Talking about current and future challenges of crisis communication recently at Crisis Conference 2018, I asked the participants to give me one word representing the biggest challenge they face.
Patrick Meschenmoser, Vienna
This is the word cloud my polling system generated from over 100 contributions:
I was not surprised to see how the cloud impressively confirmed the point I wanted to make: The major conflict communicators have to manage in the early stages of a crisis is the demand for almost instant communication vs. the lack of confirmed information. It has always been tricky to get response organisations up and running to meet the demands of journalists and the press. But since the Golden Hour has become the Golden Moment with the rise of social media, this challenge has grown to be the predominant issue when it comes to effective crisis communication. At least since Capt. Sully Sullenberger’s legendary ditching and the iconic Twitter picture of the US Airways’ Airbus in the Hudson River that made it front page worldwide (the next day), we all know that it isn't traditional media any more but social media that break the news right when it happens.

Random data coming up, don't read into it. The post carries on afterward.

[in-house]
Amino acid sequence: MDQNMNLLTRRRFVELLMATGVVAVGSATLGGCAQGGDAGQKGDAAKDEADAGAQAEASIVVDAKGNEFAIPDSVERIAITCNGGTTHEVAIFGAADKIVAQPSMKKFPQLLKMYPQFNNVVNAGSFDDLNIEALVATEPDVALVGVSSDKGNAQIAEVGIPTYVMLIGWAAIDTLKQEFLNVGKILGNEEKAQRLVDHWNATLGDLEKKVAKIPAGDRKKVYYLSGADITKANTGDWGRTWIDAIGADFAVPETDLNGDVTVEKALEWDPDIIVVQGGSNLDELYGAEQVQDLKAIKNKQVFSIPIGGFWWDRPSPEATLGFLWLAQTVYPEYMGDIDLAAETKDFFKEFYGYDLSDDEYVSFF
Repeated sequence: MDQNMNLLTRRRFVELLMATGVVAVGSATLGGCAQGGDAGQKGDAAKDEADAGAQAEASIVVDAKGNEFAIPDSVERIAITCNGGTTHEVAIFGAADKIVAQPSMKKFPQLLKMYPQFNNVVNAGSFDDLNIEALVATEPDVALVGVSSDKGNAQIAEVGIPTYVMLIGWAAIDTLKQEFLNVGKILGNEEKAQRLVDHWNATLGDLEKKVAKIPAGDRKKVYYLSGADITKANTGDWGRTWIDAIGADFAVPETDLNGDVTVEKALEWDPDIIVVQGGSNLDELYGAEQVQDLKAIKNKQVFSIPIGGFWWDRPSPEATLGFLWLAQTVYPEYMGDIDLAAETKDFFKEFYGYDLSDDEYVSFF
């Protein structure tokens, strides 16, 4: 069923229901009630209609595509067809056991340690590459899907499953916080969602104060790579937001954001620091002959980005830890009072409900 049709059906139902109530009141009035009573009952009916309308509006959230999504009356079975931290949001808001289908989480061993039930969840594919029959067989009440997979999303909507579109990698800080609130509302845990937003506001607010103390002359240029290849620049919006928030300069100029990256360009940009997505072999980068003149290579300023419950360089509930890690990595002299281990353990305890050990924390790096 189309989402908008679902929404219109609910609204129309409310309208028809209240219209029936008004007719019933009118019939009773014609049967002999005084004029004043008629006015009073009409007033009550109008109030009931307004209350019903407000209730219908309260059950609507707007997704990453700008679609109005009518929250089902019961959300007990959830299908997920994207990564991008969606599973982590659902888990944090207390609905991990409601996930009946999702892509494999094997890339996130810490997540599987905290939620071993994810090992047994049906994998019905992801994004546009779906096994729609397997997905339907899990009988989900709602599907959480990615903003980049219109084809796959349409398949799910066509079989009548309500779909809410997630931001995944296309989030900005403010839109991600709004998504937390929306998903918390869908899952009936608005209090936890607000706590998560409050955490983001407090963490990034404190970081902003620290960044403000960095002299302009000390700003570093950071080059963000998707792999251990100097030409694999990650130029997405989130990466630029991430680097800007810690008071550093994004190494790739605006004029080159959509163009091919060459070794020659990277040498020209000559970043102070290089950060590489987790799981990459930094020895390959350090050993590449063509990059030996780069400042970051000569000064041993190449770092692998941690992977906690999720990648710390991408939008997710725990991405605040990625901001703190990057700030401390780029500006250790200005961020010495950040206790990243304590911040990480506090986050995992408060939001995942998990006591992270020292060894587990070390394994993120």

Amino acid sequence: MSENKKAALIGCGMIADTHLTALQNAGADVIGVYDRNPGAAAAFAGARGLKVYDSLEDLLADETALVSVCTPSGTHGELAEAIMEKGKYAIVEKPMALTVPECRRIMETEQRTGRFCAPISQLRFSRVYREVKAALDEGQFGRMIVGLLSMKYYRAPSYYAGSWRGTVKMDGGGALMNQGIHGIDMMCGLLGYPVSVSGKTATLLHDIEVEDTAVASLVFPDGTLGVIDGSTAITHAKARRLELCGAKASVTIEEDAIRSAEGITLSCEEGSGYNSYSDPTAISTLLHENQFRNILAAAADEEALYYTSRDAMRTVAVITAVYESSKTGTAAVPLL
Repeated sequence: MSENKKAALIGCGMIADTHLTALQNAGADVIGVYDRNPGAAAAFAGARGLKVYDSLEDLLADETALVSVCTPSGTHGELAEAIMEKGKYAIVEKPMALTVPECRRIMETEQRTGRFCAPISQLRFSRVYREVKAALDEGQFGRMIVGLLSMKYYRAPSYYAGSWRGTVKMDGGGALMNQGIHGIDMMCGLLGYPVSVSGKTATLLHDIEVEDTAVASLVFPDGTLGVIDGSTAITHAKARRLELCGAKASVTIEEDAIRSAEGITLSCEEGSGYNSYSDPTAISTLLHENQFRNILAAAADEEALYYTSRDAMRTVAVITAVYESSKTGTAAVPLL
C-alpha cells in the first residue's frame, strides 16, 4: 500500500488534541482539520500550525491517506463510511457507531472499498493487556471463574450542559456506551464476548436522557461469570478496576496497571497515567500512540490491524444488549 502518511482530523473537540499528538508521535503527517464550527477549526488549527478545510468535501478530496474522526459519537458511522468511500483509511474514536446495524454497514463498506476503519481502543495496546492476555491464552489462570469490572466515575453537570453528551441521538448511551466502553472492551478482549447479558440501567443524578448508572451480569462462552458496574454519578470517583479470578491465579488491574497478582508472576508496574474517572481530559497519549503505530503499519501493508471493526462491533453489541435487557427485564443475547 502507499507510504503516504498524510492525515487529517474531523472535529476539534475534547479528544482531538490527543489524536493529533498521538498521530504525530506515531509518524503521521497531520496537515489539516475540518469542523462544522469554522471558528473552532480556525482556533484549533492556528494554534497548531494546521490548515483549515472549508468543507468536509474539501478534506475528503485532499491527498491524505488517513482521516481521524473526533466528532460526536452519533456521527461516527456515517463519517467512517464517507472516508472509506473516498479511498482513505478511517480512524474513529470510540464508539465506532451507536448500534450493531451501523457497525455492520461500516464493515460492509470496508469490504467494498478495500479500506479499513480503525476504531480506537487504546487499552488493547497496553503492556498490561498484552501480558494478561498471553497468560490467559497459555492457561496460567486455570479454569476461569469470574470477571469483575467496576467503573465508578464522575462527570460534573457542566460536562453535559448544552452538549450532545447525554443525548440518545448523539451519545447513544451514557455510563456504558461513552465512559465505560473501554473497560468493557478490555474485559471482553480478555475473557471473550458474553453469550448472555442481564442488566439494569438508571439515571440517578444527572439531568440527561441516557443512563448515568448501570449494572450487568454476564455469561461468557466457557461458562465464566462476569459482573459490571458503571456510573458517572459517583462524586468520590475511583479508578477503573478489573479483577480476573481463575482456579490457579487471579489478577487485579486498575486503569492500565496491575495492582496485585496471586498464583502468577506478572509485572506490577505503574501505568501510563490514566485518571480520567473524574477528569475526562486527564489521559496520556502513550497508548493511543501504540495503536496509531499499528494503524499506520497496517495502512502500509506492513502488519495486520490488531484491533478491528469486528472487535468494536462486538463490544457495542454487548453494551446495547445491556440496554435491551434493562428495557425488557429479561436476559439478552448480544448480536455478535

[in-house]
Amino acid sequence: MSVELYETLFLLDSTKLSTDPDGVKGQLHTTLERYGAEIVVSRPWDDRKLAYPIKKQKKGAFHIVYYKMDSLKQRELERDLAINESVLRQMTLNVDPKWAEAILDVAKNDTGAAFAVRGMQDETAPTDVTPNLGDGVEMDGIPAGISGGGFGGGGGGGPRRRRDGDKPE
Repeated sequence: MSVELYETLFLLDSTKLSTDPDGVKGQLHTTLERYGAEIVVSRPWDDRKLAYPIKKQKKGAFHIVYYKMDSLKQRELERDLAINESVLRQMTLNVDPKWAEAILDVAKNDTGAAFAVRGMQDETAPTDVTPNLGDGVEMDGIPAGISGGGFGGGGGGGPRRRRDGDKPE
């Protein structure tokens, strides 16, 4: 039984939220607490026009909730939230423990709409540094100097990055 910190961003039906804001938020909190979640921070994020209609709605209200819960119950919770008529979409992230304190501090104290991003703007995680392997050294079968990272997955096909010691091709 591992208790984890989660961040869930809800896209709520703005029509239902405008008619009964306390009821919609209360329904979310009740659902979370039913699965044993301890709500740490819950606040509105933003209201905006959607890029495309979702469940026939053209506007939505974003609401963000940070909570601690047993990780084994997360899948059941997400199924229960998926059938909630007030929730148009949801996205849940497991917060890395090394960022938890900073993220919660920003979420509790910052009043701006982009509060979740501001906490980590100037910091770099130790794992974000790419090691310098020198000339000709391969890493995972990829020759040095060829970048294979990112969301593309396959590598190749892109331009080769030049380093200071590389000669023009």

We internalized the sacrosanct principle of never speculating, only to publish confirmed information. But to get this information from your operations department, from first responders on the ground, from forensics or authorities will take some time. So what now? Wait until all details are on the table? No. In the early stages of a crisis the most important thing is to ensure the public that you are aware of the issue and that you are prepared to take action. It is a about messaging. It is about sending the message that you are in control and that you are taking action. It is about assuring your stakeholders that you know about your responsibility. No one expects that you know everything already. A holding statement saying that you are aware of reports that something is going on, that you have taken proper action and that you will come back with confirmed information as it becomes available will not buy you a day, but it will give you the time you need to get your facts straight. However, it is essential that you keep this promise and provide that information once you confirmed it is correct. With this your messages will be complemented and supported by the information you publish.
This may sound simple and it truly is. But you won’t believe how often this simple principle is forgotten once the alarm
bells ring and the instant social media surge causes panic. All of a sudden leaders don't trust their own arrangements anymore. This is why it is so important to not only have these procedures
and a template of your holding statement stored in the drawer. It is essential to teach your staff about the differences between messaging and informing and to regularly exercise these
situations. With this, you will minimize the paralysis in the first moments and gain the time to establish yourself as a credible source of information - because without credibility the battle
will be lost.